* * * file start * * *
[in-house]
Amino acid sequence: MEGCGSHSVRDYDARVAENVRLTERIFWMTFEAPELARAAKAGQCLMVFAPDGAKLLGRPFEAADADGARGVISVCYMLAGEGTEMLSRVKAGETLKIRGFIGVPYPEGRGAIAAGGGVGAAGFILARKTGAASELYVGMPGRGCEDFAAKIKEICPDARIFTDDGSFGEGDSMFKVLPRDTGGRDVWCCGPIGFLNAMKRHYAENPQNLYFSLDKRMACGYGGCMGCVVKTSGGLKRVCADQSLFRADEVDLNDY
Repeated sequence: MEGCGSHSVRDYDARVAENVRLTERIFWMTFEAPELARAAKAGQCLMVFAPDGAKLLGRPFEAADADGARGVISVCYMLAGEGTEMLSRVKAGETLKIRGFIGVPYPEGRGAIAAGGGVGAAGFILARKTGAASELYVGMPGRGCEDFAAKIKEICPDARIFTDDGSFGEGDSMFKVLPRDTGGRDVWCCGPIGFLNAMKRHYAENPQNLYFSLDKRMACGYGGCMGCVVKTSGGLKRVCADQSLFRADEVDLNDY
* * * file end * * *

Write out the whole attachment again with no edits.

[in-house]
Amino acid sequence: MEGCGSHSVRDYDARVAENVRLTERIFWMTFEAPELARAAKAGQCLMVFAPDGAKLLGRPFEAADADGARGVISVCYMLAGEGTEMLSRVKAGETLKIRGFIGVPYPEGRGAIAAGGGVGAAGFILARKTGAASELYVGMPGRGCEDFAAKIKEICPDARIFTDDGSFGEGDSMFKVLPRDTGGRDVWCCGPIGFLNAMKRHYAENPQNLYFSLDKRMACGYGGCMGCVVKTSGGLKRVCADQSLFRADEVDLNDY
Repeated sequence: MEGCGSHSVRDYDARVAENVRLTERIFWMTFEAPELARAAKAGQCLMVFAPDGAKLLGRPFEAADADGARGVISVCYMLAGEGTEMLSRVKAGETLKIRGFIGVPYPEGRGAIAAGGGVGAAGFILARKTGAASELYVGMPGRGCEDFAAKIKEICPDARIFTDDGSFGEGDSMFKVLPRDTGGRDVWCCGPIGFLNAMKRHYAENPQNLYFSLDKRMACGYGGCMGCVVKTSGGLKRVCADQSLFRADEVDLNDY